A mosquito with a red abdomen perches on human skin.
Anopheles is just one type of mosquito that carries malaria. Credit: James Gathany, Dr. Frank Collins, University of Notre Dame, USCDCP, CC0 1.0

With a warming climate and changing precipitation, malaria will be on the move in Africa. And a new study suggests that when factoring in hydrology, the area on the continent favorable for the mosquito-borne disease will shrink, and its seasonality will shift. The result highlights how considering processes such as flashing rivers and seeping water can help scientists tease out the disease’s complicated future.

Researchers know that malaria rates are affected by changing temperatures and precipitation. Both the Anopheles mosquitoes that ferry the disease between people and their Plasmodium parasites, which are responsible for the infection, are temperature sensitive. The mosquitoes also depend on standing water to complete their life cycle.

Historically, health researchers and epidemiologists have used rainfall as a proxy for surface water and thus malaria transmission. By comparing case locations with precipitation levels, they’ve deduced that malaria spreads where there’s around 60 to 80 millimeters of rainfall per month, said Mark Smith, a hydrologist at the University of Leeds in England who led the new work. Researchers have used that threshold to determine where the disease may spike.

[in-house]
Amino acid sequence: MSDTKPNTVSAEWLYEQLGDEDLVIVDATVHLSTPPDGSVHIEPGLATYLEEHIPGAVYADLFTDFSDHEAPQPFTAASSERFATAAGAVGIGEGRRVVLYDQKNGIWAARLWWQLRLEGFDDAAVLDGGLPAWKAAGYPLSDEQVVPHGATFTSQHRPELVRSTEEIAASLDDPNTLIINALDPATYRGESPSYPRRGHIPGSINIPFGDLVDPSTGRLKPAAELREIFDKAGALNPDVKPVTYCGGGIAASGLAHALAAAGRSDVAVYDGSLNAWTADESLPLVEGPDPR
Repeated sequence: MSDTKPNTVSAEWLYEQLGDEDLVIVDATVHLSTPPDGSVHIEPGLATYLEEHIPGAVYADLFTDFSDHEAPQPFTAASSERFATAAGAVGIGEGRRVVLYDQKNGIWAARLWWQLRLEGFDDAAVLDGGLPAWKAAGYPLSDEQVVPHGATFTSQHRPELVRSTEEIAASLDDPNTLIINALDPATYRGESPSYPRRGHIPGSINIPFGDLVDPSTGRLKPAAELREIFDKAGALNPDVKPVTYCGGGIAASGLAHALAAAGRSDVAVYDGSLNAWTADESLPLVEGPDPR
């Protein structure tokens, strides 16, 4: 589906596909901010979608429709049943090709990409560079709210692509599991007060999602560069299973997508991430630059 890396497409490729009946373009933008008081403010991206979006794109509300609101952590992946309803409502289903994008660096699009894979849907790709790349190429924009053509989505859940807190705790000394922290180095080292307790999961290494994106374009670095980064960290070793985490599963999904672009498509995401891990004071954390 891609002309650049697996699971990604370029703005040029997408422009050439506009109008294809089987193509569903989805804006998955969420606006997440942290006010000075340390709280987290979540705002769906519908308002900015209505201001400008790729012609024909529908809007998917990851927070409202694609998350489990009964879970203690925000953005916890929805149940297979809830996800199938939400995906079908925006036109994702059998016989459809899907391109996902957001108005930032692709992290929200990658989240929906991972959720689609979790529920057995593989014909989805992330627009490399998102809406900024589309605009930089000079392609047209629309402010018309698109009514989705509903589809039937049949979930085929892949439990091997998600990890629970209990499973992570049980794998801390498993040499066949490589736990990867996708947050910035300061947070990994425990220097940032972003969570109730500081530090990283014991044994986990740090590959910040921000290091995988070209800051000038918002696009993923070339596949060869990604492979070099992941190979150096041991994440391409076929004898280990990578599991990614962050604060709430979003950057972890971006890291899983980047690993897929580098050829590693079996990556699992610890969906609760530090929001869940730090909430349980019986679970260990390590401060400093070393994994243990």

“It was quite a shock to see that was how it was done,” Smith said. He saw firsthand that rainfall patterns didn’t necessarily explain where malaria-carrying mosquitoes bred. Around a decade ago, he was studying landscape processes in Tanzania in a place that met the rainfall threshold for malaria transmission. But no one was paying attention to the areas where a drying river left puddles or the groundwater that seeped into divots on the ground, he said.

“There’s kind of a disconnect between the actual mechanistic processes that create larval habitat and what we can predict from precipitation.”

Climate simulations use different greenhouse gas emission scenarios to predict future temperatures and precipitation. That made it relatively simple to forecast future malaria hot spots on the basis of different greenhouse gas scenarios. But “there’s kind of a disconnect between the actual mechanistic processes that create larval habitat and what we can predict from precipitation,” said Sadie Ryan, a medical geographer at the University of Florida in Gainesville who wasn’t part of the work.

To get a better sense of the climatic suitability for malaria, Smith and his colleagues combined seven global hydrological models that simulate processes such as water runoff, infiltration into the ground, flow through rivers, and evaporation and include land use and the depth of the water table. Pairing these models with four climate simulations representing emission scenarios from low to high, the team could figure out where surface water occurs and where temperatures would be suitable for malaria throughout Africa.

But because each hydrological model emphasizes different factors in the water cycle to produce its picture of water on the ground, the researchers needed to figure out how to best combine them.